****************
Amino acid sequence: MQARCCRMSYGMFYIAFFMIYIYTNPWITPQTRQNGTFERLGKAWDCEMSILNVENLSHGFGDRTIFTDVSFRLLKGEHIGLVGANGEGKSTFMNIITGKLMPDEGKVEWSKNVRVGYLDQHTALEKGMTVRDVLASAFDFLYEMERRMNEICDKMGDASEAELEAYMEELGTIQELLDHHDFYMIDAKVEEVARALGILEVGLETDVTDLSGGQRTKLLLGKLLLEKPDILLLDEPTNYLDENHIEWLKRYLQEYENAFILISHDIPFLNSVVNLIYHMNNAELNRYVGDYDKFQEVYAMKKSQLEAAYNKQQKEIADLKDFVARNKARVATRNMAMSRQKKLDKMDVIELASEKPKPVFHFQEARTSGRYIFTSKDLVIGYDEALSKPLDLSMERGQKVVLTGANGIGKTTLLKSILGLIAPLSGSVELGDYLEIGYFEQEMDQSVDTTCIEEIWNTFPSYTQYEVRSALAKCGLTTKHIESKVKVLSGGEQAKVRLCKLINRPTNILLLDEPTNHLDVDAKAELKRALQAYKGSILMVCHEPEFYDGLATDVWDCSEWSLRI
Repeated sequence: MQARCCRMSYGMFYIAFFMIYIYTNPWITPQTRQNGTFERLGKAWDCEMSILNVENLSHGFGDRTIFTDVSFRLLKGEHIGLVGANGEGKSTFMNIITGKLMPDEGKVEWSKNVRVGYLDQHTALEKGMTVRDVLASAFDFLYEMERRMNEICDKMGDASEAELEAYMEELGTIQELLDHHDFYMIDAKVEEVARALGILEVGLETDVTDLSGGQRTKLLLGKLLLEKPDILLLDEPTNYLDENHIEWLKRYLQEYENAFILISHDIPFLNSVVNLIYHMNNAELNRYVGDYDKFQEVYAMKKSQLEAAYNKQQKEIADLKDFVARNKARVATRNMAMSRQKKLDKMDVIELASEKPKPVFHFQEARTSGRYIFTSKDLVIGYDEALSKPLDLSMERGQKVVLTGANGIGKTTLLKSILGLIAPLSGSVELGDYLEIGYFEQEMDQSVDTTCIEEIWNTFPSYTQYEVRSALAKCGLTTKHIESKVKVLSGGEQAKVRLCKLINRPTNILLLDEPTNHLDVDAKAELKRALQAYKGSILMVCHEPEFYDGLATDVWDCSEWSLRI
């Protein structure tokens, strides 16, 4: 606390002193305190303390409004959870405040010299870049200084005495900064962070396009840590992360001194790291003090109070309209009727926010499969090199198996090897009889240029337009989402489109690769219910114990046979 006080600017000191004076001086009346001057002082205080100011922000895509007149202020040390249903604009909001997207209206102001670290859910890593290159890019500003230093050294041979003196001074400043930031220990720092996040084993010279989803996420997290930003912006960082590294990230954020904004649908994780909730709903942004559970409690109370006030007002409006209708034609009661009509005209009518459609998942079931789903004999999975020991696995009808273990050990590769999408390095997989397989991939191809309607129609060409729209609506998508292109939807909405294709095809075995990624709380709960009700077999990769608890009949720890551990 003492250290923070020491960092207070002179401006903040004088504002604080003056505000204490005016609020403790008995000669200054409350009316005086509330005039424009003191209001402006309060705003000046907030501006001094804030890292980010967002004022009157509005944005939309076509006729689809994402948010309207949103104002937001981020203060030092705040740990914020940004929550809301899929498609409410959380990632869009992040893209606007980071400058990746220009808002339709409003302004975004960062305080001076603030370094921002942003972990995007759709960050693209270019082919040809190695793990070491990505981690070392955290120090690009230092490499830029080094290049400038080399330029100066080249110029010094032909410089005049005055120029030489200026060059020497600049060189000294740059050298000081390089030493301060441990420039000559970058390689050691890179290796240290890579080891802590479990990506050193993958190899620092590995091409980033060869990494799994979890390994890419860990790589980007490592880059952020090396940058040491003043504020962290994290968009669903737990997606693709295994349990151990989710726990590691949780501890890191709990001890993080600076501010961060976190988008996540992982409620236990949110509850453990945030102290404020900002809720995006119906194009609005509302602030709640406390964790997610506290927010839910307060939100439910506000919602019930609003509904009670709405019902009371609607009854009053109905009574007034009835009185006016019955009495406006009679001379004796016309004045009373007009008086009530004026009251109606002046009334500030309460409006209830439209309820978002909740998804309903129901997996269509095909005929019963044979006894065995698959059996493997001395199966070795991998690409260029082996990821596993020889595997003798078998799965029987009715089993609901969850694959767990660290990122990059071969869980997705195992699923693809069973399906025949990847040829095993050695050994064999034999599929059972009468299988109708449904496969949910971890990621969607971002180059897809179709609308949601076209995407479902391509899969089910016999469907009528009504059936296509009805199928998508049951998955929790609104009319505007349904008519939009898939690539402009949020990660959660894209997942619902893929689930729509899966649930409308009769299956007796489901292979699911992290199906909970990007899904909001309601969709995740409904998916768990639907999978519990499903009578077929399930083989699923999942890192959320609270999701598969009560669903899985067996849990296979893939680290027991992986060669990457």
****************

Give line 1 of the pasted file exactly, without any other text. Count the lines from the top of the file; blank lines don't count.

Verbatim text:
Amino acid sequence: MQARCCRMSYGMFYIAFFMIYIYTNPWITPQTRQNGTFERLGKAWDCEMSILNVENLSHGFGDRTIFTDVSFRLLKGEHIGLVGANGEGKSTFMNIITGKLMPDEGKVEWSKNVRVGYLDQHTALEKGMTVRDVLASAFDFLYEMERRMNEICDKMGDASEAELEAYMEELGTIQELLDHHDFYMIDAKVEEVARALGILEVGLETDVTDLSGGQRTKLLLGKLLLEKPDILLLDEPTNYLDENHIEWLKRYLQEYENAFILISHDIPFLNSVVNLIYHMNNAELNRYVGDYDKFQEVYAMKKSQLEAAYNKQQKEIADLKDFVARNKARVATRNMAMSRQKKLDKMDVIELASEKPKPVFHFQEARTSGRYIFTSKDLVIGYDEALSKPLDLSMERGQKVVLTGANGIGKTTLLKSILGLIAPLSGSVELGDYLEIGYFEQEMDQSVDTTCIEEIWNTFPSYTQYEVRSALAKCGLTTKHIESKVKVLSGGEQAKVRLCKLINRPTNILLLDEPTNHLDVDAKAELKRALQAYKGSILMVCHEPEFYDGLATDVWDCSEWSLRI